In the present study, we used motexafin lutetium as photosensitizer under conditions (10 mg/kg, 180-min drug–light interval) previously shown to lead to an acute, tumor-specific vascular response in treated tumors (22
). Other studies found that motexafin lutetium uptake in mouse tissue peaked after 180 min [measured in mouse foot (23
)], with its localization determined to be roughly equivalent in the tissue (SMT-F tumor) and plasma (24
). In the RIF tumor model, we found that an interval of 180 min led to higher motexafin lutetium concentrations in the plasma than in the tumor. Illumination at this time led to a spasmotic decrease in blood flow, confirming the presence of an acute vascular response with this drug–light interval. This prominent vascular response is not unlike that found in PDT with other photosensitizers, such as BPD, Tookad, hypericin and chlorin e6, if light is delivered when plasma concentrations of the drugs are high (25
). In the present study, the continuing progressive development of vascular damage over illumination and the time thereafter is seen in a decreased access of a perfusion marker to the tumor vessels and a significant increase in tumor hypoxia (pO2
of 1 mmHg at 180 min after PDT compared to 9 mmHg in controls). However, vascular damage was incomplete, because perfused vessels, although reduced in number compared to controls, were still detectable at the conclusion of PDT.
As found by others, we found that a lower fluence rate benefited PDT response to protocols that favor vascular damage (8
). We sought to understand the mechanisms responsible for the low-fluence-rate enhancement in this study, which was assessed through improvements in long-term tumor response to PDT at 25 compared to 75 mW/cm2
. A lower fluence rate can benefit PDT response by slowing the rate of photochemical oxygen consumption, thereby allowing for better maintenance of tumor oxygenation and increasing direct tumor cell killing (29
). Since the vasculature was the primary target under the conditions used, we evaluated fluence-rate effects on blood hemoglobin oxygen saturation (SO2
) in microvasculature. PDT created significant decreases in SO2
at both fluence rates used. The fact that decreases in SO2
were detectable in the minutes after PDT (when it was technically feasible to make the measurements) suggests that this oxygen depletion was secondary to vascular effects that had developed during treatment. Similarly, the lack of a fluence-rate effect on oxygenation suggests that oxygen depletion did not result from photochemical consumption but rather was a downstream consequence of vascular effects. Under conditions of substantial decreases in tumor perfusion such as those found during PDT at both fluence rates, resulting decreases in tissue oxygen tensions could lead to increased oxygen extraction from hemoglobin and therefore decreases in oxyhemoglobin. However, SO2
cannot be expected to track precisely with vascular shutdown because it measures the oxygenation of only perfused vessels.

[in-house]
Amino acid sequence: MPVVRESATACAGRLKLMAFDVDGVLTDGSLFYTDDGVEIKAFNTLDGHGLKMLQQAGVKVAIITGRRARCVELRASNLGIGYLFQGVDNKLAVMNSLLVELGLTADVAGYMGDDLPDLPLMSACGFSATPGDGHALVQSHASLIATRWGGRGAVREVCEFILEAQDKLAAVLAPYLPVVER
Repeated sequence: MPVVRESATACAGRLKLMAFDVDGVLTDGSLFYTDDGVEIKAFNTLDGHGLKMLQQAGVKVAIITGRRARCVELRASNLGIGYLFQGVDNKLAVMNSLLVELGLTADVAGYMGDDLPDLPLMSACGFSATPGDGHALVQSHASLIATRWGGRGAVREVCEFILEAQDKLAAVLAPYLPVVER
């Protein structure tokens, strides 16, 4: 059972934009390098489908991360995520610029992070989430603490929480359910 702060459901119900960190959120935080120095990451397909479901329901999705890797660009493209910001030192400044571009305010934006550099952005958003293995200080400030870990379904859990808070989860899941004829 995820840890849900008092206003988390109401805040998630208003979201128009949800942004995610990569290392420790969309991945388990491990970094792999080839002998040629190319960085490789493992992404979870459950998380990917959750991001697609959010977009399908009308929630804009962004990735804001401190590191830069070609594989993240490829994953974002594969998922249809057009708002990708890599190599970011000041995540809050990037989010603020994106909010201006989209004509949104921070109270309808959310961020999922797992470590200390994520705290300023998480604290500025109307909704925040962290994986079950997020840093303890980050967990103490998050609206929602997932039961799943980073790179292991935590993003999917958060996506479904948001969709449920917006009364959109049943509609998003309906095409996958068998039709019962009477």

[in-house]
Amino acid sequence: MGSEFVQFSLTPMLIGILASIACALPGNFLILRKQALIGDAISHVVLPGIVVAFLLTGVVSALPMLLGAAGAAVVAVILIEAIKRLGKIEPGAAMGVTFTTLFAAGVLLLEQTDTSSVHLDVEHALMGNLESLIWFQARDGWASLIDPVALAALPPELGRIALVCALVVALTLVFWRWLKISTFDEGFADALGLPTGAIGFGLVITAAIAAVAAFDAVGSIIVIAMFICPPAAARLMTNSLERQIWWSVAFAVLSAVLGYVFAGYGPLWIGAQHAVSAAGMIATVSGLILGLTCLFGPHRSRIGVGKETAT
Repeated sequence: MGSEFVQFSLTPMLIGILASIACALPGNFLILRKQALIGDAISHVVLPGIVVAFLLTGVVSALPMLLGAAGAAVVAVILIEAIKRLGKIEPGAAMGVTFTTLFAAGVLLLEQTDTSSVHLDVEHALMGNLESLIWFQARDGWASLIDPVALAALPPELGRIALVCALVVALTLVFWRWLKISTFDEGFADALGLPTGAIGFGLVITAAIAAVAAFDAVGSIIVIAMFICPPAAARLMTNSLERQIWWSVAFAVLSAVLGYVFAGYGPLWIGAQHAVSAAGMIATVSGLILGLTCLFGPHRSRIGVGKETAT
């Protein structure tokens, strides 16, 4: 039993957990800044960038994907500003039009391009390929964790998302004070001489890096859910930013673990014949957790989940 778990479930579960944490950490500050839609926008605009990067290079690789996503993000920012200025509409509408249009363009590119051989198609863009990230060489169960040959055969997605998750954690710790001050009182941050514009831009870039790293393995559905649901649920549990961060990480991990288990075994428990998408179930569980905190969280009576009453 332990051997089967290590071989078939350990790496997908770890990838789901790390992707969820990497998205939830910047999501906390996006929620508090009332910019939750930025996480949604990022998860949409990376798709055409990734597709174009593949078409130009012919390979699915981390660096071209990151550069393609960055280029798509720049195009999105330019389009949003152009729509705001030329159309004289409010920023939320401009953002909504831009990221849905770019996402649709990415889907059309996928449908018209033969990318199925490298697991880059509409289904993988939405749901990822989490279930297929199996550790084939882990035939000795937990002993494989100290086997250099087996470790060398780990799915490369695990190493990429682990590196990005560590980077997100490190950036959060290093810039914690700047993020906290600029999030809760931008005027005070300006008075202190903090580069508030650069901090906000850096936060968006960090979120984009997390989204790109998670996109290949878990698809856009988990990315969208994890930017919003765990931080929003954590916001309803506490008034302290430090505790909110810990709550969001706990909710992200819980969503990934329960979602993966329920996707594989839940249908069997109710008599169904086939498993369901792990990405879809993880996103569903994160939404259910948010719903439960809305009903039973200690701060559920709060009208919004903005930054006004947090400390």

Further evidence that the fluence rate did not affect oxygen tensions or the direct PDT effect in tumor cells is apparent in the results of the clonogenicity studies. At the lower fluence rate there was no significant advantage to cell killing measured immediately after PDT. Clonogenicity immediately after PDT at both fluence rates was lower than that found in light controls, which suggests the presence of a fluence-rate-independent component to direct cell killing for these treatment conditions. However, in this study, assessment of direct cell death immediately after the completion of PDT could be confounded by cytotoxicity secondary to vascular effects that developed early in PDT, especially during PDT at the lower 25 mW/cm2 fluence rate, which required over 120 min of illumination and thus provided ample time for any effects of early vascular damage to propagate. As a result, it is not possible to attribute cell death measured at the conclusion of PDT solely to direct cell killing; nevertheless, any contribution of direct killing to response was small and independent of fluence rate.
In general, fluence rate has been found to affect many aspects of the PDT response, including not only direct cytotoxicity to tumor cells and vascular damage but also contributions from an immune response (5
), which may be important when suboptimal damage to the tumor vasculature permits an influx of immune cells after PDT. The presence of an immune system component to tumor response of the present study was not explicitly examined and thus cannot be ruled out. Neither of the fluence rates studied in the present investigation produced complete shutdown of blood vessels immediately after PDT, which would allow for accessibility to host immune cells. Conditions that increased vascular damage (lower fluence rate) were associated with better long-term efficacy; thus, as found by others, the presence of a strong vascular response may supersede contributions from an immune response (5